A new US arms embargo on Turkey?

A new US arms embargo on Turkey?

Burak Bekdil
A new US arms embargo on Turkey

The Ticonderoga-class cruiser USS Mobile Bay (CG 53) leads the Oliver Hazard Perry-class frigate USS Curtis (FFG38) and the Arleigh Burke-class destroyer USS Russell in formation off the coast of Southern California.

It went largely unnoticed in Turkey when the U.S. Congress on Dec. 19, 2014, approved the potential transfer to Taiwan and Mexico of six frigates being decommissioned by the American Navy. 

Signed into law by President Barack Obama, the Naval Vessel Transfer Act of 2013 authorizes the transfer of the frigates Curts and McClusky to Mexico on a grant basis. The act also authorizes the sale of the frigates Taylor, Gary, Carr and Elrod to Taiwan.

All the ships are of the Oliver Hazard Perry class, now being phased out of the U.S. Navy. A story in prominent U.S.-based weekly Defense News said the following: “Gone from earlier versions of the bill are proposed transfers of frigates to Thailand and Pakistan. Those ships were removed from consideration by concerns about the May military coup in Thailand, after which the U.S. government canceled numerous military deals and engagements with the country, and a number of political conditions attached to ongoing military aid to Pakistan.”

The story also said the 2012 version of the Naval Transfer Act, containing a number of ships for Turkey, also failed, “largely due to concerns in Congress about Turkish policies.” But which Turkish policies?

Ankara thinks that the move could be the precursor of an intention for a wider U.S. arms embargo.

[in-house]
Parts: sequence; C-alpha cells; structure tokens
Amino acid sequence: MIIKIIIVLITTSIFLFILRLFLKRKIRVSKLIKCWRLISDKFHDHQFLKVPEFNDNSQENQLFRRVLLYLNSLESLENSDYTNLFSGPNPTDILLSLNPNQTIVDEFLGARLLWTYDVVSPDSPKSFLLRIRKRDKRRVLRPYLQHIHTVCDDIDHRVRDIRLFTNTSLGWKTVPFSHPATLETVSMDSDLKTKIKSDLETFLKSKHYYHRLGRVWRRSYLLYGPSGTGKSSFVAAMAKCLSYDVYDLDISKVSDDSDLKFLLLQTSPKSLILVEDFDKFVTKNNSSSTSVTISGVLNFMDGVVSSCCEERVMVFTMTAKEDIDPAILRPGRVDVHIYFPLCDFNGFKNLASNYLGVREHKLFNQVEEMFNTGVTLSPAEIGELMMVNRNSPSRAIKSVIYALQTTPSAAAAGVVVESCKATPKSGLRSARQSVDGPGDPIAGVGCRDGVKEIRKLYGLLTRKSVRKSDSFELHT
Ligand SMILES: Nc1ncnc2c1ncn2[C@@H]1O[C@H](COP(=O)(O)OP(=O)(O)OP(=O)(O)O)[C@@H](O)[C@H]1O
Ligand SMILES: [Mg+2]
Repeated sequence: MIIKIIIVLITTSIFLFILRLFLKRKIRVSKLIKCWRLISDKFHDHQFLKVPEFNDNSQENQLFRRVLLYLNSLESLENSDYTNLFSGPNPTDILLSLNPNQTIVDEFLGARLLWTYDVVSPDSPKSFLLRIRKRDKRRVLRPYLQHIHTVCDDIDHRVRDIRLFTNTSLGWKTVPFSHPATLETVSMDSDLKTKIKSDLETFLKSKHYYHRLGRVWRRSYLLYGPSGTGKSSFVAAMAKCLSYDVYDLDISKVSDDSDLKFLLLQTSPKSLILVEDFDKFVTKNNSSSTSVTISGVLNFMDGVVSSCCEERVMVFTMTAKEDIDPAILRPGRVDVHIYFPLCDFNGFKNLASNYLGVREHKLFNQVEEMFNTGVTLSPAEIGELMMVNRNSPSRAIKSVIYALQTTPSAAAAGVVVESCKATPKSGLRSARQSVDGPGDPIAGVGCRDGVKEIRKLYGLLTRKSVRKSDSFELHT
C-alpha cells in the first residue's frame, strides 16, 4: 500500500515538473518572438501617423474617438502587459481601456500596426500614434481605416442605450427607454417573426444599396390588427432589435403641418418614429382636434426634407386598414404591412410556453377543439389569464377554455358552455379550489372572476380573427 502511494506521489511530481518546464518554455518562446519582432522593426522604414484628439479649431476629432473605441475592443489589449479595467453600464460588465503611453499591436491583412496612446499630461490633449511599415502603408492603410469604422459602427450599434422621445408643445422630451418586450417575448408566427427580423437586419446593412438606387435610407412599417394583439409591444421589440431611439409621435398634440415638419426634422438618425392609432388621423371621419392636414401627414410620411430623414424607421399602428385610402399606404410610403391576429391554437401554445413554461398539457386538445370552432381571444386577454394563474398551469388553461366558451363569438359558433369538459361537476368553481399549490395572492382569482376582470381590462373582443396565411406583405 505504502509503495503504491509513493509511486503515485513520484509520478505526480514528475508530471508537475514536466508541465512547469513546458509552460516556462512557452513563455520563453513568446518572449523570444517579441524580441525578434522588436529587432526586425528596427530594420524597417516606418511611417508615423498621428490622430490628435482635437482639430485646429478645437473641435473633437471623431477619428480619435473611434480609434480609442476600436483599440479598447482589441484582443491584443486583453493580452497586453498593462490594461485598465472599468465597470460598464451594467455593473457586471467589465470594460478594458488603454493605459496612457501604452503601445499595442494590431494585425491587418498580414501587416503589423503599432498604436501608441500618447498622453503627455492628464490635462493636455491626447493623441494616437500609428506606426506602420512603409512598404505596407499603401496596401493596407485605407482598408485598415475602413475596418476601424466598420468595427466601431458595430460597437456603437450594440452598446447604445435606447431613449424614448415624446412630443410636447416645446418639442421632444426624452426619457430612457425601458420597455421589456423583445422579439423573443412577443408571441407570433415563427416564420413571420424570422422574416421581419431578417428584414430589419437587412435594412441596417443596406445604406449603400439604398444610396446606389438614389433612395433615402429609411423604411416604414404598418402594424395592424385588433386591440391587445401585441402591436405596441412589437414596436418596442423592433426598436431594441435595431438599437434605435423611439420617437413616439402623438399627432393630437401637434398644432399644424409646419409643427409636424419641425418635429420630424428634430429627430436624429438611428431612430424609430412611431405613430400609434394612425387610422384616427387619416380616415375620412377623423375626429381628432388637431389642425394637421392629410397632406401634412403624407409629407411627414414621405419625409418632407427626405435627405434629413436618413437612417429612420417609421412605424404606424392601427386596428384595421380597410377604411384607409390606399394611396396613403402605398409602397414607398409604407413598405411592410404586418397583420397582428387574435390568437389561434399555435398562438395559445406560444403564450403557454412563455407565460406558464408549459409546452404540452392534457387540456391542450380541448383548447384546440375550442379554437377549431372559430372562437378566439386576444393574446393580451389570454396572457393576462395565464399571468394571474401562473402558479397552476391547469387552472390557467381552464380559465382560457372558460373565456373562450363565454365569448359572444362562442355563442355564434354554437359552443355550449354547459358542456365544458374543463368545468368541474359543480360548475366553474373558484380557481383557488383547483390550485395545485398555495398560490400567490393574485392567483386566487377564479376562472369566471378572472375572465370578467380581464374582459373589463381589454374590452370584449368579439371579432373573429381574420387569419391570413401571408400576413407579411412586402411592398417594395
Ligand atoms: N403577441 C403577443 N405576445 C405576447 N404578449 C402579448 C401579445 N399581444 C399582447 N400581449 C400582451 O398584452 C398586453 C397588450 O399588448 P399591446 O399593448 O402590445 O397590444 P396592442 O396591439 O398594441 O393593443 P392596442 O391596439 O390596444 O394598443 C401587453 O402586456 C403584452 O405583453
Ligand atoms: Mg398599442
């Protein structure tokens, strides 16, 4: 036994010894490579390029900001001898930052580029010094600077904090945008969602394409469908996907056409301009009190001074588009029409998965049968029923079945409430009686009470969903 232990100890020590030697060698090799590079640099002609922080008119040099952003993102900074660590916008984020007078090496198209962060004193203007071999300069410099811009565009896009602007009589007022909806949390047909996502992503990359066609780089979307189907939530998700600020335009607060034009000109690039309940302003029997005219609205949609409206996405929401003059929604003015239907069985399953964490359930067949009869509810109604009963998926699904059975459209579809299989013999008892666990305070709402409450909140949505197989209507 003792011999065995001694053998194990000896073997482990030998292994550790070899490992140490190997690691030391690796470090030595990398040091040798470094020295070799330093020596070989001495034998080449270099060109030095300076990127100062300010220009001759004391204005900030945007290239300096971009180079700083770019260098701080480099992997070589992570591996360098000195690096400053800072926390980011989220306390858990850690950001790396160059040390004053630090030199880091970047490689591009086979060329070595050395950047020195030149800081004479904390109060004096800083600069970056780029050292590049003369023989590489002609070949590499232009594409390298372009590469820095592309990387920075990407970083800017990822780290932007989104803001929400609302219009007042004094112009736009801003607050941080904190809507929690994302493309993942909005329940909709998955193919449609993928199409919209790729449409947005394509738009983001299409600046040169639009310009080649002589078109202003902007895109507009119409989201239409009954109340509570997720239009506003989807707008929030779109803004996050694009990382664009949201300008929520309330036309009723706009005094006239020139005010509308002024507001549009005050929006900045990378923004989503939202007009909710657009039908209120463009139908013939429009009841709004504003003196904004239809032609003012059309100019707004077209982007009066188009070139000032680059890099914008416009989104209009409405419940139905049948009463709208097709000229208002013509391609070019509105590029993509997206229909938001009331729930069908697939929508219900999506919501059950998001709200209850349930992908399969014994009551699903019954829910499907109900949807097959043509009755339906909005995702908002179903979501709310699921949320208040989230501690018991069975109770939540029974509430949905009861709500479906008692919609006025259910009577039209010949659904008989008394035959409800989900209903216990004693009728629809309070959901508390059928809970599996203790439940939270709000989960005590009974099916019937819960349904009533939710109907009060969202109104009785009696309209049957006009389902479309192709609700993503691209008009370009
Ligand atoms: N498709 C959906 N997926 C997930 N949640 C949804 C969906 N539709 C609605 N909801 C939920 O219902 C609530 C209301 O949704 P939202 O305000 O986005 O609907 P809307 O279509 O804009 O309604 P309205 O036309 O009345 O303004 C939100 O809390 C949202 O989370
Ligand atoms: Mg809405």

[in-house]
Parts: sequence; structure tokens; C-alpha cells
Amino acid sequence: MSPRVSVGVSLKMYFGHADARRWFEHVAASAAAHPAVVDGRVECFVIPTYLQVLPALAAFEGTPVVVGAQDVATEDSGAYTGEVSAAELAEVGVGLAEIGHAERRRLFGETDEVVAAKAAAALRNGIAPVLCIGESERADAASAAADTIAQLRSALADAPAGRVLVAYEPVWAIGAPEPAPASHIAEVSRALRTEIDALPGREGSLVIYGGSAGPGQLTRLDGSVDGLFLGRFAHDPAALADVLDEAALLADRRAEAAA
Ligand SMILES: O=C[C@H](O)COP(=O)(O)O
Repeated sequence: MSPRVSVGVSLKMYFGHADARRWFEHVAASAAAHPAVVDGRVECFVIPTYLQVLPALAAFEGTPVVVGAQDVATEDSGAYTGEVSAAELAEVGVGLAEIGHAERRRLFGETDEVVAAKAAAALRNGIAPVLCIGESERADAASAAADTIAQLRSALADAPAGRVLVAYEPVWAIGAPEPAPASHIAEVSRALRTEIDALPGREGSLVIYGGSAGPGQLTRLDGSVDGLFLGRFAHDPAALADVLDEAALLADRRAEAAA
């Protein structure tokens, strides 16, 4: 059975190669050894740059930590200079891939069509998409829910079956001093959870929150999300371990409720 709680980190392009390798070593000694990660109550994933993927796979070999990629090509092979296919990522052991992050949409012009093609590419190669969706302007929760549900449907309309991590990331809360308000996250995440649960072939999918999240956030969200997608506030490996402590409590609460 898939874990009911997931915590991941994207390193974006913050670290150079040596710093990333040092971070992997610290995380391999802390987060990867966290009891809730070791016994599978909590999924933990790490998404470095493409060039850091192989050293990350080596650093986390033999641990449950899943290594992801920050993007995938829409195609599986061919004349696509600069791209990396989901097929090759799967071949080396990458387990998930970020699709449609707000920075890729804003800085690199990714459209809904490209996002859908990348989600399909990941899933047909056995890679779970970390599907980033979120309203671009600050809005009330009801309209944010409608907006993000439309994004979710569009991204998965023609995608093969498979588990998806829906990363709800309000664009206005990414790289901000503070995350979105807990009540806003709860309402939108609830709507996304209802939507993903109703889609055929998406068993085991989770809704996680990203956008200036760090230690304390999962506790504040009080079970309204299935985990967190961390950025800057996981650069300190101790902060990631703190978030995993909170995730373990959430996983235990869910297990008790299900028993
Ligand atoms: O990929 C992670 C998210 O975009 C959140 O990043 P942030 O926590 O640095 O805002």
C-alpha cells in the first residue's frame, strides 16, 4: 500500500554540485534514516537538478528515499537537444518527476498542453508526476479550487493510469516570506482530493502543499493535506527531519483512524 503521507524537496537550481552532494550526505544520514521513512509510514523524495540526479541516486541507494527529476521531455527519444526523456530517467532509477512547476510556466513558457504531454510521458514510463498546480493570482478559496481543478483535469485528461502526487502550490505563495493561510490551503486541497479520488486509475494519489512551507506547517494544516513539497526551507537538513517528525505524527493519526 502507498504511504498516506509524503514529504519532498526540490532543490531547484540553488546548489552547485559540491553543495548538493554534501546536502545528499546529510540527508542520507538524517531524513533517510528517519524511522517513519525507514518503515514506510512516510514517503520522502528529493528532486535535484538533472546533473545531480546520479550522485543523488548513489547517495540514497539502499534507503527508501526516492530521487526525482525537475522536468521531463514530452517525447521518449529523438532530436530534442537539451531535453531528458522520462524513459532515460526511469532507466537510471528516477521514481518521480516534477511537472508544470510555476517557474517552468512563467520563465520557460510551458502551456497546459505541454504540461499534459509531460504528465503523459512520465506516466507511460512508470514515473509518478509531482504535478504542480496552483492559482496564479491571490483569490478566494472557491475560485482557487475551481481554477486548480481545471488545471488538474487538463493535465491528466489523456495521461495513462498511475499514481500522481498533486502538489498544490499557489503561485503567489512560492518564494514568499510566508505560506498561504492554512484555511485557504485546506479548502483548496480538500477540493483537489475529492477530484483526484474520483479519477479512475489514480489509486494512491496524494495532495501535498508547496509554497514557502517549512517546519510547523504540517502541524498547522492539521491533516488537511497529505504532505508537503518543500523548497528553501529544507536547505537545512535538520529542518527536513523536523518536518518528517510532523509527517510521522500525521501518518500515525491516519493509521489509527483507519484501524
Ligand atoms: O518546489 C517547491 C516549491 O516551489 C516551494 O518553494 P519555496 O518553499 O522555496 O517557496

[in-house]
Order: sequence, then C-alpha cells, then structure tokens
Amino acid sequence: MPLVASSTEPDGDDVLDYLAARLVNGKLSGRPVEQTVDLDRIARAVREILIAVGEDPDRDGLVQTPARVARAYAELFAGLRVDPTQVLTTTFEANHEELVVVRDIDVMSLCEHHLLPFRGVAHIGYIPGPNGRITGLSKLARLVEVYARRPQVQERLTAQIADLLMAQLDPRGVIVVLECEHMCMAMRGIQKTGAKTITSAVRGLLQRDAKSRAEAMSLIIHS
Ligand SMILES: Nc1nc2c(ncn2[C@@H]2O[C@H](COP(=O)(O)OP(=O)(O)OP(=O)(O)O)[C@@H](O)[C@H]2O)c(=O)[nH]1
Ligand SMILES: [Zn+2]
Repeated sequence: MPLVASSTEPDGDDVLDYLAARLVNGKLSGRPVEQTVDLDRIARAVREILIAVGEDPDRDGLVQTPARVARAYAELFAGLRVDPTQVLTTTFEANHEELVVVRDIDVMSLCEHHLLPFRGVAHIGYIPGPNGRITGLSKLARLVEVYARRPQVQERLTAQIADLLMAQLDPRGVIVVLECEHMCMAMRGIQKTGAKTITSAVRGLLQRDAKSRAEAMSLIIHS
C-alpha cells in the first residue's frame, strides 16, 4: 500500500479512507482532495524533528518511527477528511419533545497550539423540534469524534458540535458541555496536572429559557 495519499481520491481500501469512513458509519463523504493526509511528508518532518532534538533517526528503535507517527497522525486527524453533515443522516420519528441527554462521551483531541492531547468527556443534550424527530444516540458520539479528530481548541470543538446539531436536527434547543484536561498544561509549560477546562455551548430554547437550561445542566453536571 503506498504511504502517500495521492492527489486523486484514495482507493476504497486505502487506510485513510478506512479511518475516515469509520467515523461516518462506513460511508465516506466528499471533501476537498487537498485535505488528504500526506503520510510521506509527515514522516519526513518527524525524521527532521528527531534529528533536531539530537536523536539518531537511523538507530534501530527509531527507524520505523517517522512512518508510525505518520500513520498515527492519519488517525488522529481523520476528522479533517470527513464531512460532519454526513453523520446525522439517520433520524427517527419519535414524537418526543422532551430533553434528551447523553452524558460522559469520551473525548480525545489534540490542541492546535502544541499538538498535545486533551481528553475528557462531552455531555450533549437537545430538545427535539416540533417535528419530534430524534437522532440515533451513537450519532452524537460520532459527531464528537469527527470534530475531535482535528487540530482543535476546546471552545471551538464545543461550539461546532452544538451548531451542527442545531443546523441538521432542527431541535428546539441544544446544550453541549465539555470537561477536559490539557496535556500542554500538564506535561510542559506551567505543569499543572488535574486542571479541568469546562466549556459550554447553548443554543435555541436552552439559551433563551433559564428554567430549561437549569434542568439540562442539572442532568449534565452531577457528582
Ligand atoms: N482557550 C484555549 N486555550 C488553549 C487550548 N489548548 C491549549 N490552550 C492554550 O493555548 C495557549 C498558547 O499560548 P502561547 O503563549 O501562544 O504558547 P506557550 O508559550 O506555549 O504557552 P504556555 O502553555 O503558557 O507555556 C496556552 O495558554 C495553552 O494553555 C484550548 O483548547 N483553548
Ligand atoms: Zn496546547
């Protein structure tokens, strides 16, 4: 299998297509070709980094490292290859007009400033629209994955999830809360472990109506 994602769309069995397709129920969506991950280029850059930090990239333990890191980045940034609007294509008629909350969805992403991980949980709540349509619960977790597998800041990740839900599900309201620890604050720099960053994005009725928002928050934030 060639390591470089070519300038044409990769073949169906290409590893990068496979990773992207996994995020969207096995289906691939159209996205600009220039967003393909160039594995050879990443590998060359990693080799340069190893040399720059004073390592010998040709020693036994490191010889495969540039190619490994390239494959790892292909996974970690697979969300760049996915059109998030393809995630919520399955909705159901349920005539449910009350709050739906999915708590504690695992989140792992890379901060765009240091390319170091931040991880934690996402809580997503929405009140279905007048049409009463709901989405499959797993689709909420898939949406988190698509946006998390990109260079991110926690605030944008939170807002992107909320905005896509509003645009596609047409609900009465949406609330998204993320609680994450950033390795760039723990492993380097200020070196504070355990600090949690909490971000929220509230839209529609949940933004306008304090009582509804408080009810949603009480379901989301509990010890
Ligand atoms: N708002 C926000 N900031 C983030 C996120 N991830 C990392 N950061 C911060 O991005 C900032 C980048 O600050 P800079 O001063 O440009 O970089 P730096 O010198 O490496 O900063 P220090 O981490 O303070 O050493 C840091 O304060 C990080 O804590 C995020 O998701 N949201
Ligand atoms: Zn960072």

“These are almost useless vessels of no strategic importance for the Turkish Navy,” said one senior defense official in Ankara. “The Americans know that the ships would not be great naval assets for Turkey. We think the decision not to transfer the ships to Turkey may be reflecting the likelihood of a broader embargo in the future.”

He said the decision not to transfer the ships to Turkey was “apparently the joint work of the Jewish, Greek and Armenian lobbies at work in Washington.”

A senior Turkish diplomat said it was not a secret that Turkey and the U.S. have divergent opinions on Turkey’s relations with Israel and how Ankara has handled its policy on joint Israeli-Cypriot and Egyptian-Cypriot efforts to search for hydrocarbons in eastern Mediterranean. 

“The U.S. move has a naval dimension which prompts us to think that the more imminent problem on the political level is related more to Cypriot hydrocarbons than others,” he said.

A defense procurement official in Ankara said any further U.S. move “that may look like an embargo due to political rifts” would trigger reaction and risk U.S. defense business in Turkey.

“The unfriendly U.S. move came at a time when our U.S. [and European] allies are trying to convince us that going for a Chinese solution in our air defense program is not a good idea. The timing of the frigate decision is puzzling. The Americans know very well which contracts potentially involving U.S. defense business in Turkey could be jeopardized and how much harm that may make to U.S. industry,” said the official. 

In September 2013, Turkey selected China Precision Machinery Import-Export Corp. (CPMIEC) to build its first long-range air and anti-missile defense system, but talks with the Chinese contender have not produced a final deal. Prime Minister Ahmet Davutoglu said Jan. 7 that a new, six-month extension would be granted to all three bidders for renewed offers. CPMIEC is competing against a European consortium, Eurosam, and a partnership of the U.S. Raytheon and Lockheed Martin. 

In the mid-1990s, Turkey and the U.S. experienced a mini crisis after Washington refused to permit the delivery of critical ammunition parts to Turkey, citing human rights violations in Turkey’s fight against the outlawed Kurdistan Workers’ Party (PKK).